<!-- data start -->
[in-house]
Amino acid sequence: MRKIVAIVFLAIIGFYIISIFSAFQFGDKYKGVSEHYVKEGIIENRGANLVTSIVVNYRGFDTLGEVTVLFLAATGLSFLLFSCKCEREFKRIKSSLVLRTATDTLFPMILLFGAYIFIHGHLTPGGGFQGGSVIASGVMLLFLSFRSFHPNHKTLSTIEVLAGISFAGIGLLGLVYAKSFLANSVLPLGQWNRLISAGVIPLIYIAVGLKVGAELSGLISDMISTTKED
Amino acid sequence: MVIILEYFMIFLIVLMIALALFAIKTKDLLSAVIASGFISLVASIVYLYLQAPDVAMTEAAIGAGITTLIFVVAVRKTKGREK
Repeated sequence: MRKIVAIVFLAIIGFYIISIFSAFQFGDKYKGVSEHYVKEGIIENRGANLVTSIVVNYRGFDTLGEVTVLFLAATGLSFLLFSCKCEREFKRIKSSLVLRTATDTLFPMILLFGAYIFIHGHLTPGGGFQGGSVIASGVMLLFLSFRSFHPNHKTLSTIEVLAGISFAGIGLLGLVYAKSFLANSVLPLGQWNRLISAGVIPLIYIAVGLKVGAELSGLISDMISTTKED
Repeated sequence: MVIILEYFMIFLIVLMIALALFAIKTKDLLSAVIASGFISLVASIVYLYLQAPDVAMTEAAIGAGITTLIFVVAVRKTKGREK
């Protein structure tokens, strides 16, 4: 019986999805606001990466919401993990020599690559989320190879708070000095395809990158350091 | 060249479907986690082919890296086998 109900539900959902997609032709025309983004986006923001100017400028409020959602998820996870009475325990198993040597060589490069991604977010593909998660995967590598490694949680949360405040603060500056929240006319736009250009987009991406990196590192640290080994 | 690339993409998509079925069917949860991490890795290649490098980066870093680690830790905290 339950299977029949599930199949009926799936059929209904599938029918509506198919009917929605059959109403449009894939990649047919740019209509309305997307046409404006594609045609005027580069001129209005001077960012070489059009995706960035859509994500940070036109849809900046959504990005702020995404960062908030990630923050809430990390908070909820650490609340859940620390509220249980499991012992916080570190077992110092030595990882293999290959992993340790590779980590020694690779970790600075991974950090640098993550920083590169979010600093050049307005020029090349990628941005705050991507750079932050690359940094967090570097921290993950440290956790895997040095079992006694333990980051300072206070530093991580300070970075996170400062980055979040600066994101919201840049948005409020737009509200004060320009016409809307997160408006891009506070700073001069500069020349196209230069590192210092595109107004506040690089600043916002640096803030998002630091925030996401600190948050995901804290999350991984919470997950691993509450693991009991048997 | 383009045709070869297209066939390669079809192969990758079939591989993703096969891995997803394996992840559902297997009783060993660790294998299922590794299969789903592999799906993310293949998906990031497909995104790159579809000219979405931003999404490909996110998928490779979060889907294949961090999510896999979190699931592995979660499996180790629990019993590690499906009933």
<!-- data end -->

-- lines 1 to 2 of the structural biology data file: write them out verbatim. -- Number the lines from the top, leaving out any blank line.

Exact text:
[in-house]
Amino acid sequence: MRKIVAIVFLAIIGFYIISIFSAFQFGDKYKGVSEHYVKEGIIENRGANLVTSIVVNYRGFDTLGEVTVLFLAATGLSFLLFSCKCEREFKRIKSSLVLRTATDTLFPMILLFGAYIFIHGHLTPGGGFQGGSVIASGVMLLFLSFRSFHPNHKTLSTIEVLAGISFAGIGLLGLVYAKSFLANSVLPLGQWNRLISAGVIPLIYIAVGLKVGAELSGLISDMISTTKED